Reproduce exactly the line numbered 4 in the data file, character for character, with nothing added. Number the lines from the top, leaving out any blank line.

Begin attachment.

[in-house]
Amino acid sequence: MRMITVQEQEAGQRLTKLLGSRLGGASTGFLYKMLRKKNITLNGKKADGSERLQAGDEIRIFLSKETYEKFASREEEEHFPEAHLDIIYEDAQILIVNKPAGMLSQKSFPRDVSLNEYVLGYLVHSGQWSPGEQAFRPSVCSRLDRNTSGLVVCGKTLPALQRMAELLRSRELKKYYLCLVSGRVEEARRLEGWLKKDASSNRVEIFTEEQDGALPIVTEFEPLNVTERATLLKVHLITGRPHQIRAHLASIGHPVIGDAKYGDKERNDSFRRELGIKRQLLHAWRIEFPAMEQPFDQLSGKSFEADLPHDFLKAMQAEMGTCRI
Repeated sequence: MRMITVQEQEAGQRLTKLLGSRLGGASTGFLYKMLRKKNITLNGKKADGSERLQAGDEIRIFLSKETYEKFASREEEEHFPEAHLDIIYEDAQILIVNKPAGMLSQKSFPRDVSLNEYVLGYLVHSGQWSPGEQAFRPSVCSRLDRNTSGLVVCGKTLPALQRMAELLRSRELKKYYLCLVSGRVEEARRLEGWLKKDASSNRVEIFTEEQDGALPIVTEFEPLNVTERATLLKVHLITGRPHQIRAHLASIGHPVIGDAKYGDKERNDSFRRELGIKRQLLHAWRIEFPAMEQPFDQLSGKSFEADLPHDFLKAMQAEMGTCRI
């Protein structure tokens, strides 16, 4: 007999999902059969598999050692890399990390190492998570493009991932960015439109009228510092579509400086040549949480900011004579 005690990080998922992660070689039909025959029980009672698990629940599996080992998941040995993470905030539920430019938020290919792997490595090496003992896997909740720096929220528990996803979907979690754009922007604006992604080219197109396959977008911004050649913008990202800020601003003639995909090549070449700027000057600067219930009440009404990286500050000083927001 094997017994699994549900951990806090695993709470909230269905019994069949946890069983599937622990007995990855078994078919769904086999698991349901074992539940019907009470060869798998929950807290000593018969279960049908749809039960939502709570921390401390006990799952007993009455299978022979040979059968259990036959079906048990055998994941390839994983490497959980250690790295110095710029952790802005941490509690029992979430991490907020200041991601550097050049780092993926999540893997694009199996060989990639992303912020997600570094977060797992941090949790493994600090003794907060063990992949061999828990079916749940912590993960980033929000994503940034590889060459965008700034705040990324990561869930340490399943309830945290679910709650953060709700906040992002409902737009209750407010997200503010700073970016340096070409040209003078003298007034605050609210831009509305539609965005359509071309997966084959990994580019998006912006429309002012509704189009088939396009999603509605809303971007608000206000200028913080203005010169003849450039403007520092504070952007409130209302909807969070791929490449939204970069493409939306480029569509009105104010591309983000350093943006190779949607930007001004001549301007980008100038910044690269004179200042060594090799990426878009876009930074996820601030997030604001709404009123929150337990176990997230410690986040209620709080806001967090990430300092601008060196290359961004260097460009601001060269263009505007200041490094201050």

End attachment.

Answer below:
């Protein structure tokens, strides 16, 4: 007999999902059969598999050692890399990390190492998570493009991932960015439109009228510092579509400086040549949480900011004579 005690990080998922992660070689039909025959029980009672698990629940599996080992998941040995993470905030539920430019938020290919792997490595090496003992896997909740720096929220528990996803979907979690754009922007604006992604080219197109396959977008911004050649913008990202800020601003003639995909090549070449700027000057600067219930009440009404990286500050000083927001 094997017994699994549900951990806090695993709470909230269905019994069949946890069983599937622990007995990855078994078919769904086999698991349901074992539940019907009470060869798998929950807290000593018969279960049908749809039960939502709570921390401390006990799952007993009455299978022979040979059968259990036959079906048990055998994941390839994983490497959980250690790295110095710029952790802005941490509690029992979430991490907020200041991601550097050049780092993926999540893997694009199996060989990639992303912020997600570094977060797992941090949790493994600090003794907060063990992949061999828990079916749940912590993960980033929000994503940034590889060459965008700034705040990324990561869930340490399943309830945290679910709650953060709700906040992002409902737009209750407010997200503010700073970016340096070409040209003078003298007034605050609210831009509305539609965005359509071309997966084959990994580019998006912006429309002012509704189009088939396009999603509605809303971007608000206000200028913080203005010169003849450039403007520092504070952007409130209302909807969070791929490449939204970069493409939306480029569509009105104010591309983000350093943006190779949607930007001004001549301007980008100038910044690269004179200042060594090799990426878009876009930074996820601030997030604001709404009123929150337990176990997230410690986040209620709080806001967090990430300092601008060196290359961004260097460009601001060269263009505007200041490094201050």